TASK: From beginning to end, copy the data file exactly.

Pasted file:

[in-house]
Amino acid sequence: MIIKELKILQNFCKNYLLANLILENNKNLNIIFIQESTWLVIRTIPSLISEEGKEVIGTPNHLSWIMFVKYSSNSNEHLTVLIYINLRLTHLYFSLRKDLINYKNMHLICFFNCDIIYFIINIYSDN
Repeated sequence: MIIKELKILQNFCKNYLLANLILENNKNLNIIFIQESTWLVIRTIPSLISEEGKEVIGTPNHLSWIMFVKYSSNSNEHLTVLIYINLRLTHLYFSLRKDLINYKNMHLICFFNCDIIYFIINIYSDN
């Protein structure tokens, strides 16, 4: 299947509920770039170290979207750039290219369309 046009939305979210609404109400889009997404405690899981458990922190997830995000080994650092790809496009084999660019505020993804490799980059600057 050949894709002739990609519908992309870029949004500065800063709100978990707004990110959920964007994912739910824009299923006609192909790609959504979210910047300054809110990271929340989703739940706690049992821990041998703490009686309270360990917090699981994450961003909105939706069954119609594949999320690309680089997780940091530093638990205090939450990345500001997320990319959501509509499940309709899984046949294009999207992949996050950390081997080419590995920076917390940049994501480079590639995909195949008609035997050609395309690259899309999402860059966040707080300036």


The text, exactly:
[in-house]
Amino acid sequence: MIIKELKILQNFCKNYLLANLILENNKNLNIIFIQESTWLVIRTIPSLISEEGKEVIGTPNHLSWIMFVKYSSNSNEHLTVLIYINLRLTHLYFSLRKDLINYKNMHLICFFNCDIIYFIINIYSDN
Repeated sequence: MIIKELKILQNFCKNYLLANLILENNKNLNIIFIQESTWLVIRTIPSLISEEGKEVIGTPNHLSWIMFVKYSSNSNEHLTVLIYINLRLTHLYFSLRKDLINYKNMHLICFFNCDIIYFIINIYSDN
């Protein structure tokens, strides 16, 4: 299947509920770039170290979207750039290219369309 046009939305979210609404109400889009997404405690899981458990922190997830995000080994650092790809496009084999660019505020993804490799980059600057 050949894709002739990609519908992309870029949004500065800063709100978990707004990110959920964007994912739910824009299923006609192909790609959504979210910047300054809110990271929340989703739940706690049992821990041998703490009686309270360990917090699981994450961003909105939706069954119609594949999320690309680089997780940091530093638990205090939450990345500001997320990319959501509509499940309709899984046949294009999207992949996050950390081997080419590995920076917390940049994501480079590639995909195949008609035997050609395309690259899309999402860059966040707080300036």